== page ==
According to the Pew Research Center, about 52 percent of those with parents ages 65 to 74, and 64 percent with parents 75 and older lend a hand because their parents need help. But what are the signs parents need more assistance than you can provide?
You might think you’ve already tackled the trickiest conversation ever with a family member—the one about birds and bees with your preteens. But there’s another talk that no one feels prepared to have.
With your parents well into retirement years, the awkward conversation today is about whether, when, and how you, your siblings, and a home care agency should take on some or all of their care.
If not handled delicately, the conversation can turn into an emotional tug of war. You could wind up on one side, battling to protect your parents’ health and safety. Your parents could brace themselves on the opposite end of the rope, fighting to preserve their independence. Clearly, the emotional stakes are high, as are the chances for misunderstandings and bruised feelings. It’s no wonder many put off this conversation for as long as possible.
If you’ve noted your parents’ difficulties with daily life routines, rest assured that the conversation will go more smoothly if it happens before a crisis forces everyone to make decisions on the fly.
Timing is everything.
Gerontologist Alexis Abramson, author of The Caregiver’s Survival Handbook: How to Care for Your Aging Parent Without Losing Yourself, says a good time to gather facts and understand your healthy parents aging wishes is at age 65.
Even if you do wait for a medical diagnosis to begin thinking about your parents’ home care needs, take action early. The conversation should happen when any chronic disease is identified so you can start planning on needs. If a loved one has just been diagnosed with Alzheimer’s but is still reasonably functional, start the conversation then.
It’s usually best to make the conversation at least a two-stage process, with the first stage a break-the-ice dialogue to get the lines of communication going between you and your parents. To improve communication and better understand your parents’ point of view, keep in mind:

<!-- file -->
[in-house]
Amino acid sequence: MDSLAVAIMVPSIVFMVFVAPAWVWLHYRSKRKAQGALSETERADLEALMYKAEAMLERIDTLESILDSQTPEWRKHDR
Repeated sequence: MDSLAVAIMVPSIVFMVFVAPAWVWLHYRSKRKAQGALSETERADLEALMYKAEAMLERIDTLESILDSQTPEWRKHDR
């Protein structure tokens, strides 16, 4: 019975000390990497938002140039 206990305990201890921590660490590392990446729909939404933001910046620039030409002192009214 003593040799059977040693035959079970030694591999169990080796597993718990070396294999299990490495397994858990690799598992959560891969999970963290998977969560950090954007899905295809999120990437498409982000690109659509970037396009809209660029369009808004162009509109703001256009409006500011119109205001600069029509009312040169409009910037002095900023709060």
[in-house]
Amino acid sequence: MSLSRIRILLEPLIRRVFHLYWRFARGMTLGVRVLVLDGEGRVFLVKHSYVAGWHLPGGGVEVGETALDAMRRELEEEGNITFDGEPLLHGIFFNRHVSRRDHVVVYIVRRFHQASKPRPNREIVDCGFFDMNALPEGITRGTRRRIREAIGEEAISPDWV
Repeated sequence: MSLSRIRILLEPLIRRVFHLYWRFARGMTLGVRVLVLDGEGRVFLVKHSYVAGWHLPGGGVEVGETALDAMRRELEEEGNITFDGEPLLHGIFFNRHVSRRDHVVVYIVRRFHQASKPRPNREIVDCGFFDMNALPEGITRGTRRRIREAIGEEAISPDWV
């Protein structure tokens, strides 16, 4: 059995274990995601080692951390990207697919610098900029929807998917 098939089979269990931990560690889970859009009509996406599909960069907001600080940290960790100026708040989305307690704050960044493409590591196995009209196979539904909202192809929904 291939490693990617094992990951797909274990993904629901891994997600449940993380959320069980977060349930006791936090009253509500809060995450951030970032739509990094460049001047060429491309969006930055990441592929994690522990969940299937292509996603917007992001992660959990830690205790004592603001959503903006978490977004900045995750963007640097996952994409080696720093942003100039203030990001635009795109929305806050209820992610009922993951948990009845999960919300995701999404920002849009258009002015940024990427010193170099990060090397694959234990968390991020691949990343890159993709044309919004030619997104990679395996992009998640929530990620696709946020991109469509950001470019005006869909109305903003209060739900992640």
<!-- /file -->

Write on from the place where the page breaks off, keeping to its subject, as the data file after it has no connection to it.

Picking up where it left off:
A parent may be in denial and refuse to admit they need help. This will create additional challenges.
After you’ve broken the ice, you can arrange for a separate nuts-and-bolts conversation—a family meeting with your older loved one included—to discuss specifics. To avoid resentment, include all the people who care about your parents in discussions about their care.
Delehanty and Ginzler offer the following tips for family meetings:
As you join your loved ones and family to plan for medical, financial, and daily living needs that lie ahead, you’ve taken an important step. One day your loved one’s needs will change, and you won’t be forced to guess his or her wishes regarding medical care or financial matters. Even better, you’ve drawn your family together so you can support each other through life’s changes.
Once you’ve located the necessary papers, it’s time to discuss how to divvy up the caregiving responsibilities.
“You need to talk to your family members about what kind of role they want to play,” Abramson says. “And treat caregiving like it’s a business. There should be someone who’s the CEO, who delegates responsibilities, but in a way that will motivate. For example, just because your brother’s an accountant doesn’t mean he wants to handle your parents’ finances.”
If you and your family can’t meet all of your loved ones' needs to remain independent and maintain a high quality of life, it’s good to know SYNERGY HomeCare offers a variety of services that can fill the gap.